Whether you have a full week to explore the city by the bay or only a long weekend, planning the ultimate San Francisco kid adventure can be a little overwhelming. Don’t fret! We’ve mapped out three amazing days on three modes of transportation that will get you on the cable cars, across the Golden Gate Bridge, down to see the Pier 39 sea lions and much, much more. Scroll through for your ultimate San Francisco itinerary below!
Day One: By Ferry
Make everyone happy, and start your morning off at the Ferry Building. Walk down the center aisle of this massive food hall before making your breakfast decision. Will it be a gluten-free goodie from Mariposa Baking Company or a jam`on y queso empanada from El Porteño? Maybe both! An iced coffee from Blue Bottle is a must to get your morning off to a good start.
If there's a chill in the air and the kids want to run around a bit, head across the street to the Sue Bierman Park where there's tons of grass, a cool climbing structure and gorgeous views of the Bay Bridge.
Walk north along The Embarcadero, and you will hit The Exploratorium at Pier 15. This super rad museum opens at 10 a.m. every day (except Monday, when they are closed) and offers some of the coolest hands-on exhibits we've seen. Kids can run around inside a tornado, tinker in the studio and learn about how to predict human behavior.
Keep heading north along The Embarcadero on foot (or grab at pedicab outside The Exploratorium), and you will reach Pier 39 just in time for lunch. Grab a bite at one of the food stands that line the pier or sit down at The Chart House for a delicious meal with stunning views.
After lunch, follow your ears to find the world-famous Pier 39 sea lions. These iconic animals have made their home at Pier 39 since late 1989. Swing by the sea lion center to learn more about these creatures and why they made their way to Pier 39 after the Loma Prieta earthquake. No visit to Pier 39 is complete without a ride on the San Francisco Carousel. See if you can spot the local landmarks carved into its design.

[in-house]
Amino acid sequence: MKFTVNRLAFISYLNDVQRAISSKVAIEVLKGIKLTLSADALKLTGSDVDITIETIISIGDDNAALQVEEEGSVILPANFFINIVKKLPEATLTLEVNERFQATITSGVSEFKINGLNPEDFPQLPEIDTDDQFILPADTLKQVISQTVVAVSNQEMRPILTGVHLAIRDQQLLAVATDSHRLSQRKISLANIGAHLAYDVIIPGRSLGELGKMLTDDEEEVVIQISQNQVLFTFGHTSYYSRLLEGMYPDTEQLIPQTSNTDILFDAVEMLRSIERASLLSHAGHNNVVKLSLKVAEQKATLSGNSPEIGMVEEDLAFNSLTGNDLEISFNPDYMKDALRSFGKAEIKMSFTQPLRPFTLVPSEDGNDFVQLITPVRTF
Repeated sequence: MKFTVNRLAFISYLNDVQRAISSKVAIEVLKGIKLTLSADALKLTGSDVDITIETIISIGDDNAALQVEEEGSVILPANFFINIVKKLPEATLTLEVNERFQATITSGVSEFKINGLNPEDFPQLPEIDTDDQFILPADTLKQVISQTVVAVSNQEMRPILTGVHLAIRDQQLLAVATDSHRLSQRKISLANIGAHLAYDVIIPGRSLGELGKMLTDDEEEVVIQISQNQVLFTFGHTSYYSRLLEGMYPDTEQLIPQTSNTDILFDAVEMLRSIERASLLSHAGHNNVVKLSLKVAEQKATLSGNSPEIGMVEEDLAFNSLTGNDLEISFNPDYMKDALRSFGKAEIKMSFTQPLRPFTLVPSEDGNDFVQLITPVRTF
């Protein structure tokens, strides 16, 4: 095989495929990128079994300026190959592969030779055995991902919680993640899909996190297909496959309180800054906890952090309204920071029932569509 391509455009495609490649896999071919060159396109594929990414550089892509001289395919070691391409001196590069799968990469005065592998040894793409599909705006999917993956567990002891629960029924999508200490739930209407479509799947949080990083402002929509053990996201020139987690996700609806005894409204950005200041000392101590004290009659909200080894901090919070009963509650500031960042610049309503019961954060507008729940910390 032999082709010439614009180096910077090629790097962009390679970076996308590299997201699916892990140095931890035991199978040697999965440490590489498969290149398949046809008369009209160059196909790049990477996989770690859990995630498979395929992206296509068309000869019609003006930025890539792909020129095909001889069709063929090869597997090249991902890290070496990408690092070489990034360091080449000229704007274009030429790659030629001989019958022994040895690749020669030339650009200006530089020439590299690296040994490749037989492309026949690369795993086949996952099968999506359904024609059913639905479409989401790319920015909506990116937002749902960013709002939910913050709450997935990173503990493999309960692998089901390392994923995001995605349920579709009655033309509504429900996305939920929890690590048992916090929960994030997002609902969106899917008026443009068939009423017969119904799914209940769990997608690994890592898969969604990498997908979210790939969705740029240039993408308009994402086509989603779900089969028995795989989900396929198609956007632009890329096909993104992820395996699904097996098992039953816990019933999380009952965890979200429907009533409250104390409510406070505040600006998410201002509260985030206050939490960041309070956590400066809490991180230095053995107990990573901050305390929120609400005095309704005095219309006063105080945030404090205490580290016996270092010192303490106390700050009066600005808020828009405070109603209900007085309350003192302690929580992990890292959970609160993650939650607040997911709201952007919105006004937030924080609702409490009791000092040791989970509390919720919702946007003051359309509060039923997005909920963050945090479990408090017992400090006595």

For a truly San Francisco adventure, reserve a spot aboard the Alcatraz Cruises. Kids will love riding the ferry to this former prison island as it gives you views of San Francisco from the water. The ferry drops you off at the island, and you are welcome to explore as long as you'd like until the last ferry departs the island. Visit the ranger station at the dock and find out how your kids can participate in the junior ranger program during their visit. Then follow the audio tour to hear from former guards and inmates about life on "The Rock." When you are ready to head home, stop by the ranger station again so that your kids can recite the pledge and receive their junior ranger badge.
Spend some time exploring Fisherman's Wharf and choose a spot to grab dinner. For authentic San Francisco chow (think cioppino and clam chowder), try Scoma's. Not only do they have a waterfront spot for bridge viewing but they have a great kids' menu.
End your night with a walk to Ghiradelli Square. Grab a sundae at the chocolate factory that has been in business since 1852. Pro tip: samples are given out at each of Ghiradelli Chocolate's five entrances so visit them all for a pocket full of sweets!
Day Two: By Cable Car
Get started early on your second day by heading to the Cable Car turntable at Beach and Hyde near Ghiradelli Square. Here you should grab a one-day pass that'll get you a full day of cable car and MUNI rides (otherwise the cable car will cost you $7 each time you get on). Hop aboard the cable car and hold on tight! The Powell/Hyde line will take you up Hyde Street to Lombard where you can hop off and explore the most crooked street in the city. Pedestrians can walk down the stairs on the side of the street to get the full view.
When you are done exploring, get back on the cable car and continue to Powell and California. Walk a few blocks, and you will be in the heart of San Francisco's Chinatown. Head to the Willie "Woo Woo" Wong Playground. to give the kids time to run and climb at this well-loved city playground.